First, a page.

Employees holding responsible positions are given telephones
at their house- entirely at Saravana Bhavan’s
expense. Employees with families in villages receive
annual grants to go visit them.
He provides for the education
of the children of the married employees – two
children per family, irrespective of their position,
are educated from nursery to post graduation college,
entirely at Saravana Bhavan’s expense. This includes
their uniforms, books, and all other associated costs.
All employees are given uniforms by the establishment,
and receive new clothes during festivals like Pongal.
Wives of married employees also get new clothes.
For those who have put in ten
years of service, LIC policies of 50,000 to 1 lakh,
depending on their position, are taken. The premiums
are paid entirely by the establishment. Medical insurance
policies, under the Employee State Insurance scheme,
are taken for each and every employee. The employees’
contribution component is paid entirely by – you
guessed it- the establishment.
It doesn’t end there.
If any member of the employee’s family falls sick,
two boys are sent to the hospital to look after them.
Food for the patient, and one more family member, is
sent every day, till the patient recovers. If the patient
has to undergo treatment at a private hospital, all
expenses are borne by Saravana Bhavan. Vehicles, ranging
from cycles to mopeds to even jeeps, are given to employees
depending on their position. There is an incentive scheme
every year, wherein employees can win durables like
fridge, TV etc.
It still doesn’t end!!
Parents of each and every employee,
who live in villages, are sent Rs. 200 each month by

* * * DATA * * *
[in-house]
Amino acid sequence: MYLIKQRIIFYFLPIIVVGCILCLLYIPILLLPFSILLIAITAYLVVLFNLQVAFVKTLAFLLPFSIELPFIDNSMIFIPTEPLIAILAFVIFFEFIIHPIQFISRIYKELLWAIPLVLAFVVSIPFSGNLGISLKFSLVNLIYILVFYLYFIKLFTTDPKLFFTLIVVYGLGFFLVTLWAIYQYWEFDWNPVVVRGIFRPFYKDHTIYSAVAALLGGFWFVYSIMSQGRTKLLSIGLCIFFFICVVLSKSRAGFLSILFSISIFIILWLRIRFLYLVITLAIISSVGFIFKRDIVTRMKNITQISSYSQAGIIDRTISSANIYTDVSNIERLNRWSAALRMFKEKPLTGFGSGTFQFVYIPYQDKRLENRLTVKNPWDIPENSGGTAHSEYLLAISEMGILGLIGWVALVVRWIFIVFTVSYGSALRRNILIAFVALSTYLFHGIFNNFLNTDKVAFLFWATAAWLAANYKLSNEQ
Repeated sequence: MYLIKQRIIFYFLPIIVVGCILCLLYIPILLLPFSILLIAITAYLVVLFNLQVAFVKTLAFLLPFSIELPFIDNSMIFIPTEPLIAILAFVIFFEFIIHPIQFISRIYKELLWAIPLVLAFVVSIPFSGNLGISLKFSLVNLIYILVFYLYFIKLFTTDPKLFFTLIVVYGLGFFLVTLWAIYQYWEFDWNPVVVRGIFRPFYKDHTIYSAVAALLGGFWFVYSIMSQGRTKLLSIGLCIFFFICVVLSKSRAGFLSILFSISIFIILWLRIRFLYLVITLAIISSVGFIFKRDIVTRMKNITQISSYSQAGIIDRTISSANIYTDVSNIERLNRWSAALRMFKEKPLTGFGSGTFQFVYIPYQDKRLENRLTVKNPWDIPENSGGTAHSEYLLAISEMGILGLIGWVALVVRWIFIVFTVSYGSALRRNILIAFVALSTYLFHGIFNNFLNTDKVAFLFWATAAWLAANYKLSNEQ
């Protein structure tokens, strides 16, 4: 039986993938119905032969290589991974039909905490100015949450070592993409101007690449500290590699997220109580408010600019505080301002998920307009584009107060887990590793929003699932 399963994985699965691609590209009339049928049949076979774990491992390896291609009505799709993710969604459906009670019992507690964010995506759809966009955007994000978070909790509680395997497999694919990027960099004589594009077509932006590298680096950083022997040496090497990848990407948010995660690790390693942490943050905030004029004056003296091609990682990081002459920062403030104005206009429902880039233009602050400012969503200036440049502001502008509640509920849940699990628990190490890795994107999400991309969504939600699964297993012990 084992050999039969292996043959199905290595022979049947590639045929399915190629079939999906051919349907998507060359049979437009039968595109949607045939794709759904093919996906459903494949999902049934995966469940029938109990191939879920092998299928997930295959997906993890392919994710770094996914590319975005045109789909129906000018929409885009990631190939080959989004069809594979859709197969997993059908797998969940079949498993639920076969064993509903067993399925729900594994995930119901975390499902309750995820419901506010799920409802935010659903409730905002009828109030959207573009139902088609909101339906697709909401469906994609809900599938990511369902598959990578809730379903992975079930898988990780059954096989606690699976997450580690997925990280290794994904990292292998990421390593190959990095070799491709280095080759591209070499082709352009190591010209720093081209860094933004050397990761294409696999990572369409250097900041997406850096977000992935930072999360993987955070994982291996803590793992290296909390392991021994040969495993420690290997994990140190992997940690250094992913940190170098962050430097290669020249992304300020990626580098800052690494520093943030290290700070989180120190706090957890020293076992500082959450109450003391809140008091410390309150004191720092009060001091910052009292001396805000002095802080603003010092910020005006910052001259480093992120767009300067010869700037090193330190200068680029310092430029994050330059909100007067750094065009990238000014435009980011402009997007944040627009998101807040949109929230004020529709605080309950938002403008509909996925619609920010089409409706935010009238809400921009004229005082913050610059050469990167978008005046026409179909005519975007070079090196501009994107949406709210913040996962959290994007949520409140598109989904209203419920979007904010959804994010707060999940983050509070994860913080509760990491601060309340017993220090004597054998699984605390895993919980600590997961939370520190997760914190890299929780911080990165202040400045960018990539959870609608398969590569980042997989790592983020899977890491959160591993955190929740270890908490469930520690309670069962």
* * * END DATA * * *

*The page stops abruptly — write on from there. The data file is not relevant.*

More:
the establishment. Every two years, a certain number
of employees, selected on the basis of certain criteria,
are sent to Singapore to attend an exhibition of hotel
and kitchen equipment, as part of their training. The
entire costs of travel stay, and even buying some items,
are borne by – Ho hum – the establishment.
Similar inland trips are also conducted to different
places like Bangalore, Mumbai etc., as part of the employees’
But the scheme that he is most
famous for is the Mani Ammal Marriage Scheme (named
after his mother). This scheme is for the daughters
of employees who have put in a certain number of years
of service. Under this, Rs. 10,000 is invested on a
long-term basis in the name of each daughter of the
employee (up to 5 girls per family). The amount accrued
over a number of years is of substantial help when the
girls reach marriageable age.
What are the reasons why .the owner of a chain of restaurants
takes such incredible steps for the welfare of his employees?
One is, of course, that it makes sound business sense.
Rajagopal says, “As we give these facilities to
our employees, they have a zest in their lives and a
confidence in their future…many come seeking jobs